28. Ch. 6: Bone & Skeletal Tissue Bone Homeostasis: Remodeling & Repair Remodeling At periosteum & endosteum Remodeling unit w/ osteoblasts, osteoclasts Osteocytes (stimulated by osteoblasts) secrete matrix Control of remodeling By hormones to regulate plasma [Ca] PTH ↑when [Ca] ↓, stimulates osteoclasts In response to mechanical stress Bone strongest where stress acts Long bone hollow ctr; shaft thickest at middle Curved bones thickest where most likely to break Spongy bone trabeculae line up along stress lines Projections (tuberosity, crest,…) where muscles attach

    29. Ch. 6: Bone & Skeletal Tissue Bone Homeostasis: Remodeling & Repair Remodeling animation with description of osteoporosis (41 s) http://www.youtube.com/watch?v=NKVKNqIOnh0&feature=related Another, similar (54 s): http://www.youtube.com/watch?v=5uAXX5GvGrI

    30. Figure 6.12

    31. Figure 6.13

    32. Ch. 6: Bone & Skeletal Tissue Bone Homeostasis: Remodeling & Repair Repair Classification of fractures Bone end positions: displaced or nondisplaced Complete or incomplete Orientation: linear (long axis) or transverse Skin penetration: open (compund) or closed (simple) By nature, location of break – see Table 6.2 Repair process – see Fig 6.15

    33. Table 6.2

    34. Table 6.2

    35. A current debate: Do some osteoporosis drugs increase the rate of “rare” fractures? Radiograph Showing a Subtrochanteric Stress Fracture. Kwek et al., NEJM 359:316, 2008. Not the most common site for stress fracture. Common stress fracture sites: tibia (runners), metatarsals (dancers, skaters), fibula…) From article about possible increase in fracture risk in patients on bisphosphonates (osteoporosis drugs). See also JAMA 305: 783-789, 2011. Some data suggests that the risk of rare fractures is a lot higher after 6-8 years on bisphosphonates than after 2 yrs; some suggest a bisphosphonate holiday after 5 yrs (NYT 2011-03-06).

    36. Figure 6.15

    37. Ch. 6: Bone & Skeletal Tissue Homeostatic Imbalances of Bone Osteomalachia Failure to mineralize; weak bones Rickets in children Due to Ca deficiency, maybe secondary to vit D deficiency Osteoporosis Resorption > formation; ↓ bone density, mass Elderly susceptible; vertebral, femoral neck fx Estrogen, testosterone slow osteoclasts, stimulate blasts Post-menopausal fall in estrogen Remodeling animation with description of osteoporosis (41 s): http://www.youtube.com/watch?v=NKVKNqIOnh0&feature=related Paget’s disease Disorganized (Pagetic) bone; spongy/compact too high Elderly susceptible; affected bone weak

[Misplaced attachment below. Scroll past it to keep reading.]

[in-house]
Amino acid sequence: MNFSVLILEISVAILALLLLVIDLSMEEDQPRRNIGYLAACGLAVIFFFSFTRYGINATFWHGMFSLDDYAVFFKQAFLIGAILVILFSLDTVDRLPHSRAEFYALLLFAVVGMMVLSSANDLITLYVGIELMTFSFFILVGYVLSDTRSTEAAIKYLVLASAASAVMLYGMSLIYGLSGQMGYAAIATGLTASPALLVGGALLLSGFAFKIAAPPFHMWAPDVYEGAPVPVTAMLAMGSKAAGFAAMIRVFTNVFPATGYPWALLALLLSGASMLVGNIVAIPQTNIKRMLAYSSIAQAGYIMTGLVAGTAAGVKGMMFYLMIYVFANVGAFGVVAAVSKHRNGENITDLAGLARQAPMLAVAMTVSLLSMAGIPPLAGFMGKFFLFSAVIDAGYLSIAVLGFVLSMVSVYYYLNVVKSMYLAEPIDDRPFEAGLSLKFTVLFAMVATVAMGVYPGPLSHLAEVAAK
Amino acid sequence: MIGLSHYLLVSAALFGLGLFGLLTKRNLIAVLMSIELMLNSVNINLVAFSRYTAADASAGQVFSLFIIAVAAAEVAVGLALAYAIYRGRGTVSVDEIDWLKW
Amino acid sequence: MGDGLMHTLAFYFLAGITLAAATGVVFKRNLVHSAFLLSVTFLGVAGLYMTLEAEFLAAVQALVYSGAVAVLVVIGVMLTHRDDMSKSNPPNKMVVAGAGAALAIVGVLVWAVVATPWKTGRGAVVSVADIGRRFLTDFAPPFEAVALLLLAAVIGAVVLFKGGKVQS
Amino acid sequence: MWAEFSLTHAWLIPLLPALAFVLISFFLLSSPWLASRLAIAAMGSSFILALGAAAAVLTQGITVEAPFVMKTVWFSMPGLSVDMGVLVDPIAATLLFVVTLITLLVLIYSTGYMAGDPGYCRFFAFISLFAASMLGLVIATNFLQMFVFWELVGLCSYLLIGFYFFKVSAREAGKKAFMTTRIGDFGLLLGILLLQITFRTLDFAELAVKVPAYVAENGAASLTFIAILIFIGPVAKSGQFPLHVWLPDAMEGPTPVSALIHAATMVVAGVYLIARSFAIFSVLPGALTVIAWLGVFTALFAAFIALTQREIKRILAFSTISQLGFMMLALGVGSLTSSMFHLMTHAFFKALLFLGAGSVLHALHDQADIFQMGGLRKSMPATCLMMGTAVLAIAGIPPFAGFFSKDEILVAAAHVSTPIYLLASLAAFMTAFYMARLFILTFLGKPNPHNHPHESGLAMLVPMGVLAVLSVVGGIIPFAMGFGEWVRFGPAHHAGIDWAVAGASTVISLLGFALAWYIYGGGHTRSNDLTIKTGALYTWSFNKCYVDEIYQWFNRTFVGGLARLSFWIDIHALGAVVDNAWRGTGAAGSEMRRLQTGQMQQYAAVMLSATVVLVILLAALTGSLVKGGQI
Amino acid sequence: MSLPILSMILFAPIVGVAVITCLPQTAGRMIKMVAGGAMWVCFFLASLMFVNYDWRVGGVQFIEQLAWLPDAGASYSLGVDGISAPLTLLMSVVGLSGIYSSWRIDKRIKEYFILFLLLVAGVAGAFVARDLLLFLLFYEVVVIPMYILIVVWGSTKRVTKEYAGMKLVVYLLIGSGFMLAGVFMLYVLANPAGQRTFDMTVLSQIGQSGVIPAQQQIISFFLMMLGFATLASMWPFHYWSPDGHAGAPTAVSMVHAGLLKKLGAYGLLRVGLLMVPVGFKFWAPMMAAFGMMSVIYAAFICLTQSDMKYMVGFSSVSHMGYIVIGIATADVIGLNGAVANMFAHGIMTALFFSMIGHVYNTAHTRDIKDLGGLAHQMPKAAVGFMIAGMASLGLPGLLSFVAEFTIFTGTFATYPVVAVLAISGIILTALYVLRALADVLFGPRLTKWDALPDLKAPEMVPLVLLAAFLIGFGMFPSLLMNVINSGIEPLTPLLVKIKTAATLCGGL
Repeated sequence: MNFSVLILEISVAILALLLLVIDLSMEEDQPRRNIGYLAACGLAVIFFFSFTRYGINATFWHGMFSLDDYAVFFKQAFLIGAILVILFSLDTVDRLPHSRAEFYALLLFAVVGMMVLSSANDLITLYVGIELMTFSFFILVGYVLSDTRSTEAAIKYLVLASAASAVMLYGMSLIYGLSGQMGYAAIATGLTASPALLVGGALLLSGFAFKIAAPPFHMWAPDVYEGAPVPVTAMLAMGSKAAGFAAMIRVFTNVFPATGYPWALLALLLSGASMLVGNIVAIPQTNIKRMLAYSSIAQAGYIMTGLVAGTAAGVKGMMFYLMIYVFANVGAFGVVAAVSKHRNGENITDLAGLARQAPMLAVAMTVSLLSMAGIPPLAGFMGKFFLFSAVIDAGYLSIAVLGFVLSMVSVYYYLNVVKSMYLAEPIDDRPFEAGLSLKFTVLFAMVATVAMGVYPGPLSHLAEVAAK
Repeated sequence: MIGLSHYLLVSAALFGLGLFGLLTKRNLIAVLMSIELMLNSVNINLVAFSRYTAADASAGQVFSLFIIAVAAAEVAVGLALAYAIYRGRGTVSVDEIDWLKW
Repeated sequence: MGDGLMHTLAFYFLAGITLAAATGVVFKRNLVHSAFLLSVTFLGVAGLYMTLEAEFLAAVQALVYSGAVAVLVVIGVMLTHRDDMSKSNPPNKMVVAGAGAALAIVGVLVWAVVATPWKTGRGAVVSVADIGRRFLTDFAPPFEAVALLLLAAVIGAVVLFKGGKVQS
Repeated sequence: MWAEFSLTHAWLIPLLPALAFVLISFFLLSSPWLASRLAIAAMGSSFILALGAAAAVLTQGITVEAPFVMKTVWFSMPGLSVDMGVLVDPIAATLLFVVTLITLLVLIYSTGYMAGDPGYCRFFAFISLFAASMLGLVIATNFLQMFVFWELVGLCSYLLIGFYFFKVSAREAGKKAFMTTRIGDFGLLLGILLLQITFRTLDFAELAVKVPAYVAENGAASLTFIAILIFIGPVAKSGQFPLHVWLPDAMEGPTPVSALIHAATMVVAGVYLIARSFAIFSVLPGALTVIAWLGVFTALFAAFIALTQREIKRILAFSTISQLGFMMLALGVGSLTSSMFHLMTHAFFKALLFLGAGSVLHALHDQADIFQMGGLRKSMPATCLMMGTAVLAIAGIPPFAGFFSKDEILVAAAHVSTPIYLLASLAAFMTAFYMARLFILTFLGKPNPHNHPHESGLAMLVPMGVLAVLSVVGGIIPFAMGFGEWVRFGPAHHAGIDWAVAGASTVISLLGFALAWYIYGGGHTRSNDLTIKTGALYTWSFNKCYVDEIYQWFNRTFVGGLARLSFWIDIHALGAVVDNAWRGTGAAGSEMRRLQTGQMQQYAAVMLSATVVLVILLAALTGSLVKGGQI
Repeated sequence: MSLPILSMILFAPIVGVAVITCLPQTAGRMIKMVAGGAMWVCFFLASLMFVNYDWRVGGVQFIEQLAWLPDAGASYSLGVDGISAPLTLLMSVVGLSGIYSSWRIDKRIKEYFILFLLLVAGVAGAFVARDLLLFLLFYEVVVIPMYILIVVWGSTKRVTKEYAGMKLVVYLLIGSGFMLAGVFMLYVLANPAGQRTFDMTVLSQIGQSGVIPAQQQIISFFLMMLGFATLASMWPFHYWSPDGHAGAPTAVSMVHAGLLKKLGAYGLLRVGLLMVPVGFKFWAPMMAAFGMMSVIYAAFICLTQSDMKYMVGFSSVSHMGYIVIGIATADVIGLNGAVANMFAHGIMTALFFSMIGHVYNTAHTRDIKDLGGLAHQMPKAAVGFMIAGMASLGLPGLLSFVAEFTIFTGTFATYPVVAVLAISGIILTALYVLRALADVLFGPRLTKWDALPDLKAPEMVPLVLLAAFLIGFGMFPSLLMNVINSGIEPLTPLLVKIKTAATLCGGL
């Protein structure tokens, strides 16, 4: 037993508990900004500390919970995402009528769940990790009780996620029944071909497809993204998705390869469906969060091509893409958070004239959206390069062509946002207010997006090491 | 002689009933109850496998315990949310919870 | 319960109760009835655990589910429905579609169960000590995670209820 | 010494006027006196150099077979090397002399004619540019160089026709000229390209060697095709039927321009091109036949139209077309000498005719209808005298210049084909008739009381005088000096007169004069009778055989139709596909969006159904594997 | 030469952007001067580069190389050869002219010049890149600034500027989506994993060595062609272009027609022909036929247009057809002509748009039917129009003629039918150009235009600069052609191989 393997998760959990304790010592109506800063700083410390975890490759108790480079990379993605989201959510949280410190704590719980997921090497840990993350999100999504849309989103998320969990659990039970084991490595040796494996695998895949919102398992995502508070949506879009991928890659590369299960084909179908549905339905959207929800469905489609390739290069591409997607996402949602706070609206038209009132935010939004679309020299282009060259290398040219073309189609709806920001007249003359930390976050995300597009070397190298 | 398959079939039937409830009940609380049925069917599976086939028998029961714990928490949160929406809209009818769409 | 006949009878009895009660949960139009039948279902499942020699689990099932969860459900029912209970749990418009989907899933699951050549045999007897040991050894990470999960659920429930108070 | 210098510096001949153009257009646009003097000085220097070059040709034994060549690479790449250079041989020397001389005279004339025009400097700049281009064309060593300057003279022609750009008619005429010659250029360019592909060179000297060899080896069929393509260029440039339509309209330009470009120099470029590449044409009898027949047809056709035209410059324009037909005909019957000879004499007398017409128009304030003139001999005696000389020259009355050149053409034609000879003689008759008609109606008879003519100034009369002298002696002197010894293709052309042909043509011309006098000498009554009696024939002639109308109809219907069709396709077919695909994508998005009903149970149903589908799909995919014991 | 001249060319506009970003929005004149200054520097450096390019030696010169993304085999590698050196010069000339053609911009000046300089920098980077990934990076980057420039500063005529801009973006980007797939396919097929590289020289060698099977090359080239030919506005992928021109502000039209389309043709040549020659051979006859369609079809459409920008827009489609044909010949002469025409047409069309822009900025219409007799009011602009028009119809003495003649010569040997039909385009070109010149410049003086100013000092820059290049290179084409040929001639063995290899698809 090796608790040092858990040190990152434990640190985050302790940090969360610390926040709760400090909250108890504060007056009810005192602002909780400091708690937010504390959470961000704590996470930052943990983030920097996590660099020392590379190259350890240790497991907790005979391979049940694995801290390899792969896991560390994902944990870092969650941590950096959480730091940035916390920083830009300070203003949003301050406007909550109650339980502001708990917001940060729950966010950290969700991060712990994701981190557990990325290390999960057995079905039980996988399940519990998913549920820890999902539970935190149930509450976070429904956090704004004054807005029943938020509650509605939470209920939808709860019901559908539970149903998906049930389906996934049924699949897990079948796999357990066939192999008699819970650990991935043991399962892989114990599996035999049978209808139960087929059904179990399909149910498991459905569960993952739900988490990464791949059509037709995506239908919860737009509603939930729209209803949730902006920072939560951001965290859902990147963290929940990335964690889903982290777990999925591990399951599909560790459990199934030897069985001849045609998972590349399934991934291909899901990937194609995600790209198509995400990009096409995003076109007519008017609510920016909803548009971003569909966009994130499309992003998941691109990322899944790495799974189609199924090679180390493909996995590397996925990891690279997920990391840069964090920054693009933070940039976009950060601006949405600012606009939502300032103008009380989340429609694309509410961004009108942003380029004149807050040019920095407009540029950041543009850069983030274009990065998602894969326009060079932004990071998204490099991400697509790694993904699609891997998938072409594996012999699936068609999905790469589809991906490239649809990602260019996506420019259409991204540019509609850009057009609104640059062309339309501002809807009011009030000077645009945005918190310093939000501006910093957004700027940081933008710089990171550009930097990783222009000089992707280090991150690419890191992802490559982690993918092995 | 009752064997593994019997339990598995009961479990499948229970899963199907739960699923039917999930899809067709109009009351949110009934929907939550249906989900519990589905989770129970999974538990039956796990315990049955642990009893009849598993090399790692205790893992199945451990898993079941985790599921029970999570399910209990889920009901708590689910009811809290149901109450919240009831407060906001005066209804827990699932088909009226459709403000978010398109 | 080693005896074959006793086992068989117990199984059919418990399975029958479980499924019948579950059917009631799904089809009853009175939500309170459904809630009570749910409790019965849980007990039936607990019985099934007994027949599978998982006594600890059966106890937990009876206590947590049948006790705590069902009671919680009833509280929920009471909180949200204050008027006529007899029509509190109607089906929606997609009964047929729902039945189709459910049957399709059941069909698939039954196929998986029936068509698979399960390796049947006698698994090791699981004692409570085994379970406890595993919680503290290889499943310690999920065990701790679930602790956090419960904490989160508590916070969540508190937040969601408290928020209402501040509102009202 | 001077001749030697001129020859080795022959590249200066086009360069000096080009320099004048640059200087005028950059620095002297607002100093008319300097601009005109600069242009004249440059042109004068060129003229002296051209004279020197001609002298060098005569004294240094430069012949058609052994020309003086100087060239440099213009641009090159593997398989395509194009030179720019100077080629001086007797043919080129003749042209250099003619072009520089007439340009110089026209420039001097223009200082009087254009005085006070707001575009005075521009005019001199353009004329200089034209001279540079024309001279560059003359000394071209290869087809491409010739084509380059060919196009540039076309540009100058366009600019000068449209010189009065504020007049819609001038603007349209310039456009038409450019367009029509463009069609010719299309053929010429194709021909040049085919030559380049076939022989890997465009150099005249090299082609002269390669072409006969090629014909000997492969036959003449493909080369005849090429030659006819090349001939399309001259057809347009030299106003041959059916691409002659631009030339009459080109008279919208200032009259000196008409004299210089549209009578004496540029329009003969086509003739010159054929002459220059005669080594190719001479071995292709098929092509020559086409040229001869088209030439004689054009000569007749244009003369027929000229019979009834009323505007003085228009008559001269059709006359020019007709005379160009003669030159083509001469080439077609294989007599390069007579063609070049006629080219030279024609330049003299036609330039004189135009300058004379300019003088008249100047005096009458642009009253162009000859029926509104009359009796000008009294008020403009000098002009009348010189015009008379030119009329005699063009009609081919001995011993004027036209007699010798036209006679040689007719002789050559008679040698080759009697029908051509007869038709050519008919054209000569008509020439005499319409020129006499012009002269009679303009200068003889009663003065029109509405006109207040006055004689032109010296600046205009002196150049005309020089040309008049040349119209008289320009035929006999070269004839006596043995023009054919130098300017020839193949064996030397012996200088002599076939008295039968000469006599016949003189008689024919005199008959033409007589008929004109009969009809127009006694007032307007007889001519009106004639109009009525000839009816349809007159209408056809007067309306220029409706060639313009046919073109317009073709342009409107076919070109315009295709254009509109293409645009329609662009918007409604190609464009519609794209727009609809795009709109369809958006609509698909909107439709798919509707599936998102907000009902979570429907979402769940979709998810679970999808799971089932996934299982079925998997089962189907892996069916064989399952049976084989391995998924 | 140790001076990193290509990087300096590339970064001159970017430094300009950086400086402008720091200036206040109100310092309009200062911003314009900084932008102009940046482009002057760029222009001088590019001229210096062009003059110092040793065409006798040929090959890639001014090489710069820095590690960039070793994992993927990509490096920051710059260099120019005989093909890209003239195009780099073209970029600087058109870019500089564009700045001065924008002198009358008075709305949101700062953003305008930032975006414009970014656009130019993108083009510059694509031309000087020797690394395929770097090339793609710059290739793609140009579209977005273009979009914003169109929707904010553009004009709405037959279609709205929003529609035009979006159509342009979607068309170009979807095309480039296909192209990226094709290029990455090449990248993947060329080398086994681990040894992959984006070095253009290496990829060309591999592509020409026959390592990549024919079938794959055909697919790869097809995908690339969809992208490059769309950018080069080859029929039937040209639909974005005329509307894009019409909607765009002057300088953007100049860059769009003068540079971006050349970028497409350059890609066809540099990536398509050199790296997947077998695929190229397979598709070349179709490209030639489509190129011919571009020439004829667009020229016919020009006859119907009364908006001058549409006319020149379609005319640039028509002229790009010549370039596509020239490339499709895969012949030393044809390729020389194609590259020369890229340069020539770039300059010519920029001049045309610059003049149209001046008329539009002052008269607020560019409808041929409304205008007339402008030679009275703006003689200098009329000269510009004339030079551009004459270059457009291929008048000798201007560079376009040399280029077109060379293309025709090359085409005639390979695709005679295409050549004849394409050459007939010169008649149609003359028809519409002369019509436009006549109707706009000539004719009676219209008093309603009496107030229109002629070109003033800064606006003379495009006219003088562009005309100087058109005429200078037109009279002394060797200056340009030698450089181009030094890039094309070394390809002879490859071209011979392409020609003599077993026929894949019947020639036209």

38. Figure 6.16

    39. Hip Fractures • 300,000 hip fractures annually in US • Majority related to osteoporosis and falls in olderpeople • Enormous public health implications andeconomic burden • A topcause of immobilization in elderly • Patients who have sustained a hip fracture • 2-year mortalityrate of 36% • Immobility → increasedbone resorption, predisposition to 2nd hip fracture • Many don’t regain prefracture level of mobility; lose independence, QOL • Risk of subsequent skeletal fracture up 2.5x • Risk of new hipfracture up 5x – 10x Editorial: Calis KA, Pucino F, NEJM 2007: Sep 17, epub ahead of print

    40. Further reading: NYTimes Sep 23 2009 Can vitamin D improve athletic performance? http://well.blogs.nytimes.com/2009/09/23/phys-ed-can-vitamin-d-improve-your-athletic-performance/ Vitamin D essential for absorption of Ca from gut; it also helps other cells including muscle cells use Ca. Many of us with a “normal” diet and occasional outdoor time are vitamin D deficient and we may benefit from more D. Vitamin D Status and Its Relation to Muscle Mass and Muscle Fat in Young Women.59% of sample (16-22 yo ♀ in Calif) had insufficient 25OH-D (<30 ng/ml), including 24% who were deficient in 25OH-D (<20 ng/ml) (surprisingly large %). Vitamin D insufficiency was associated with increased fat infiltration in muscle. Gilsanz, …, Kremer. J Clin Endocrinol Metab 2010; DOI: 10.1210/jc.2009-2309

    41. Further reading: NY Times Sep 1 2009 Does ibuprofen help or hurt during exercise? http://well.blogs.nytimes.com/2009/09/01/phys-ed-does-ibuprofen-help-or-hurt-during-exercise/ Many athletes regularly take ibuprofen. Article describes increasing evidence that "vitamin I" has negative side effects including blunted growth response of bone to applied stress, decreased post-workout collagen production, etc. One scientist wrote recently in Brit J Sports Med that regular ibuprofen use around the time of exercise diminishes the expected increase in skeletal strength that otherwise comes from exercise. http://bjsm.bmj.com/cgi/content/full/43/8/548